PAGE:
So verse 9...or verse 8 He says, "Will he not say to him, 'Prepare something for me to eat?’” That's part of your responsibility. And properly clothe yourself and serve me. Don't come in here with...smelling like sheep and dirt. “Go clean up and get me something to eat," while the master's caring for whatever he's caring for. "And I'll eat and drink and then your day is over and afterward, you eat and you drink."
Verse 9, "He doesn't thank the slave because he did the things which were commanded, does he?" That's just an interesting thing, isn't it? They're all rhetorical questions that don't need an answer because everybody knows the answer. Nobody is going to tell the guy that he doesn't have to finish the day's work. They all understand that he is going to say, "Feed me and then come and eat." They all understand that he's not going to thank... That's the word charon, charis, “grace.” He's not going to favor this guy especially because he hasn't done anything special. He's not a volunteer, he's an employee and he's done what he's paid to do.
Kenneth Bailey who has done so much great work in studying the life in the villages of the ancient Middle East and even modern Middle East, writes this, "In a technological age with a 40-hour week, powerful labor unions and time and a half for overtime, the world of this parable seems not only distant but unfair. After a long, hard day in the field such a servant surely has earned the right to a little appreciation, some comforts and a few rewards. But Jesus is building on a well-known and widely accepted pattern of behavior in the Middle East. The master-servant relationship and its ancient and modern expression implies acceptance of authority and obedience to that authority and it's a matter of honor. Yet the outsider needs to be sensitive to the security that this classical relationship provides for the servant and the sense of worth and meaning that is deeply felt on the part of a servant who serves a great man. These qualities of meaning, worth, security and relationship are often tragically missing from the life of the modern industrial worker with his 40-hour week. The servant offers loyalty, obedience, a great deal of hard work, but with an authentic Middle Eastern nobleman, the benefits mentioned above are enormous." And as I said, this is the mid-afternoon lunch and so the work day is not really over.
Bailey goes on, "Certainly no one in any Middle Eastern audience could imagine any servant expecting special honor after fulfilling his duty. The master is not indebted to him for having plowed the field or guarded the sheep. We're not even dealing with harsh hours imposed by an unfeeling master, but rather the normal expectation of a relatively short day's chores."
And so, everybody knows that he just did what he was supposed to do. Jesus applies it in verse 10. "So you too, when you do all the things which are commanded you, say, 'We are unworthy slaves, we've done only that which we ought to have done.'" Don't pat yourself on the back and think that God's really impressed and that He owes you some special favor. You'll get your reward in heaven. We're not talking about doing something to please men here. We're talking about assuming that somehow God is in your debt. You don't thank the servant for doing what he's supposed to do. And when you and I have done everything we're supposed to do, we're not worthy of some special merit, as if God is now indebted to us. This is all about grace. And the fact of the matter is, no matter what we've done, no matter how well we've done it, we have never been able to do what God is worthy of. So we are unworthy servants, right?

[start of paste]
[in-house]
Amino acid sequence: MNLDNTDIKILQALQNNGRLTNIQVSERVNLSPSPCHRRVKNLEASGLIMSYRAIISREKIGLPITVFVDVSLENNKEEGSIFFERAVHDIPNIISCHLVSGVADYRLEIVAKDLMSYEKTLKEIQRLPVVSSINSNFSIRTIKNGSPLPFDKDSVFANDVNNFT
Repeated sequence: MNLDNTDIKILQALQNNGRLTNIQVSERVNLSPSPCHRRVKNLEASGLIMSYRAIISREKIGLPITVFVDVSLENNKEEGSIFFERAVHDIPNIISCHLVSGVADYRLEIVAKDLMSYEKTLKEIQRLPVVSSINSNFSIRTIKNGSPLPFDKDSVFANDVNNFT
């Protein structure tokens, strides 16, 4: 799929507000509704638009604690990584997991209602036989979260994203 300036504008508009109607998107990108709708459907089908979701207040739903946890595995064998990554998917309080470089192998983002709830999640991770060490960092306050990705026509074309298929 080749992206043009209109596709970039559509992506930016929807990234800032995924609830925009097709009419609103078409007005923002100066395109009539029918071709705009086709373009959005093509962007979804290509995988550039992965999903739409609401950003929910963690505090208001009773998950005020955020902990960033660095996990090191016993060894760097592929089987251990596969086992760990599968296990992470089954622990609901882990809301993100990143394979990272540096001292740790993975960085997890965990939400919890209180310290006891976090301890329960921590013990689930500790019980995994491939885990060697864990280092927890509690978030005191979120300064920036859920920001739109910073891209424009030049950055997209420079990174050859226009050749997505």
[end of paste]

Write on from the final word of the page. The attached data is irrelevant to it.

I hate all these honors and awards and plaques, and stuff. It's fine for some things; but not in the kingdom of God. No matter what we've done, we have to say, "I'm an unworthy servant." And if you say that when they give you one of those deals, it sounds like false humility. This is all about humility. Humble people reject honor. They know they're not in God's debt. They know they're still living under grace. You are justified by grace, you're being sanctified by grace, you'll be glorified by grace and you'll be rewarded in heaven forever by grace. Never do we merit anything God gives us. And the flip on this is in the...as we noted earlier in the gospel of Luke...you remember when Jesus brings us into His banquet and our labors are done, He sits us down and He serves us. That's totally against the grain of their expectation. But that's going to happen in heaven. That's in our heavenly reward. As long as we're here in this life, we can never do what God deserves. And it is a wonder of wonders, as Paul says again in 1 Timothy 1, that God has chosen to use me who am the chief of sinners. The humble never forget that reality.
When we serve God we serve Him in an inferior way. And never do the humble imagine that they have served God so well as to somehow have impressed Him and obligated Him to give us some special honor, as if He is in our debt. It's ludicrous. And so, Jesus is calling for a kind of life that is just so far away from the Pharisaic example. And we are called to this life today. Humble, so as to always submit to Scripture in doctrine and practice, never then to lead anyone into error or sin. Humble so as to always forgive those who sin against us no matter how many times. Humble so as to be aware always of our own weakness and have a growing dependency on the power of God. Humble so as always to recognize that even our best service falls far short and we are unworthy servants who have only done what we have ought to have done and hardly even that, ascribing all God's gifts then to grace.
Humble yourself like this and you will manifestly demonstrate that you are a true child of God and one day God will exalt you and the Lord will seat you at His table and serve you.
Father, we thank You for Your Word. We thank You for the helpful, necessary, impactful insights that the words of Jesus bring to bear upon our minds. May we truly humble ourselves, knowing that You give grace to the humble, but You resist the proud. Thank You, Father, for Your precious Word. We believe it and we apply it. In Christ's name. Amen.
This article is also available and sold as a booklet.
This sermon series includes the following messages:
Please contact the publisher to obtain copies of this resource.Publisher Information